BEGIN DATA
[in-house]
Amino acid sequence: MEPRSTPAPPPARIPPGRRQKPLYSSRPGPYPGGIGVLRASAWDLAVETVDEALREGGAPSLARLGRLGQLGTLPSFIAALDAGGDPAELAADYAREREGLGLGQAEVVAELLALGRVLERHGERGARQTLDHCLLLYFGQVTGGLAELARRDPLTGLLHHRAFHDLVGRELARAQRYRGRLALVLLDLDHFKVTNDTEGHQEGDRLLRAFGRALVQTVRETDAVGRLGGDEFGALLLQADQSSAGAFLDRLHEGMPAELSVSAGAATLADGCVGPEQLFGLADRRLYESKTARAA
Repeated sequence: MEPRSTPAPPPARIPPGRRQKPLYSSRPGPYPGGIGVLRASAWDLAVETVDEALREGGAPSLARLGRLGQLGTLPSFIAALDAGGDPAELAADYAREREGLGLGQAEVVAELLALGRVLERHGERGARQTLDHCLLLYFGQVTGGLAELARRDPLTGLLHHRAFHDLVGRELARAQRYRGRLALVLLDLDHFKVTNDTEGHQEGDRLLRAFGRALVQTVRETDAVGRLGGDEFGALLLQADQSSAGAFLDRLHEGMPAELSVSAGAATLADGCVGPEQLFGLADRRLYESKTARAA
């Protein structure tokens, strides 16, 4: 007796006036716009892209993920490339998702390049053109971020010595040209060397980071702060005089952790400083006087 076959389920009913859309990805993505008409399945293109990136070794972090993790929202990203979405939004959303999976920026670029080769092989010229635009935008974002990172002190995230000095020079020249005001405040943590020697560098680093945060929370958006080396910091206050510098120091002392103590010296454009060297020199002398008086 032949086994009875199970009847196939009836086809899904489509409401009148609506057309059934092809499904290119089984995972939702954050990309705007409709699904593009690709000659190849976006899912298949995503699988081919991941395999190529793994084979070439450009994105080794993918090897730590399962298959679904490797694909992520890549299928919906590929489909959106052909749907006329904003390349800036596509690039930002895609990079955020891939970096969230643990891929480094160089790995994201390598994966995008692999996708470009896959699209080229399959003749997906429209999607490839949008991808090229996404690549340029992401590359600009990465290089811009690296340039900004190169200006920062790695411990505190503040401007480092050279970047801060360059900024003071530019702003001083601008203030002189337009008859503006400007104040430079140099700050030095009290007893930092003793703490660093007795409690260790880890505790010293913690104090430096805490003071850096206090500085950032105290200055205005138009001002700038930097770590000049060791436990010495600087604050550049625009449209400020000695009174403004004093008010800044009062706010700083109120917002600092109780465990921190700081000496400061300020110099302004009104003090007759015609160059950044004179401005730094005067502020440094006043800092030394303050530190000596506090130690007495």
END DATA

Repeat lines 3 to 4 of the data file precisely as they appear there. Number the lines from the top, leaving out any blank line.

Repeated sequence: MEPRSTPAPPPARIPPGRRQKPLYSSRPGPYPGGIGVLRASAWDLAVETVDEALREGGAPSLARLGRLGQLGTLPSFIAALDAGGDPAELAADYAREREGLGLGQAEVVAELLALGRVLERHGERGARQTLDHCLLLYFGQVTGGLAELARRDPLTGLLHHRAFHDLVGRELARAQRYRGRLALVLLDLDHFKVTNDTEGHQEGDRLLRAFGRALVQTVRETDAVGRLGGDEFGALLLQADQSSAGAFLDRLHEGMPAELSVSAGAATLADGCVGPEQLFGLADRRLYESKTARAA
């Protein structure tokens, strides 16, 4: 007796006036716009892209993920490339998702390049053109971020010595040209060397980071702060005089952790400083006087 076959389920009913859309990805993505008409399945293109990136070794972090993790929202990203979405939004959303999976920026670029080769092989010229635009935008974002990172002190995230000095020079020249005001405040943590020697560098680093945060929370958006080396910091206050510098120091002392103590010296454009060297020199002398008086 032949086994009875199970009847196939009836086809899904489509409401009148609506057309059934092809499904290119089984995972939702954050990309705007409709699904593009690709000659190849976006899912298949995503699988081919991941395999190529793994084979070439450009994105080794993918090897730590399962298959679904490797694909992520890549299928919906590929489909959106052909749907006329904003390349800036596509690039930002895609990079955020891939970096969230643990891929480094160089790995994201390598994966995008692999996708470009896959699209080229399959003749997906429209999607490839949008991808090229996404690549340029992401590359600009990465290089811009690296340039900004190169200006920062790695411990505190503040401007480092050279970047801060360059900024003071530019702003001083601008203030002189337009008859503006400007104040430079140099700050030095009290007893930092003793703490660093007795409690260790880890505790010293913690104090430096805490003071850096206090500085950032105290200055205005138009001002700038930097770590000049060791436990010495600087604050550049625009449209400020000695009174403004004093008010800044009062706010700083109120917002600092109780465990921190700081000496400061300020110099302004009104003090007759015609160059950044004179401005730094005067502020440094006043800092030394303050530190000596506090130690007495």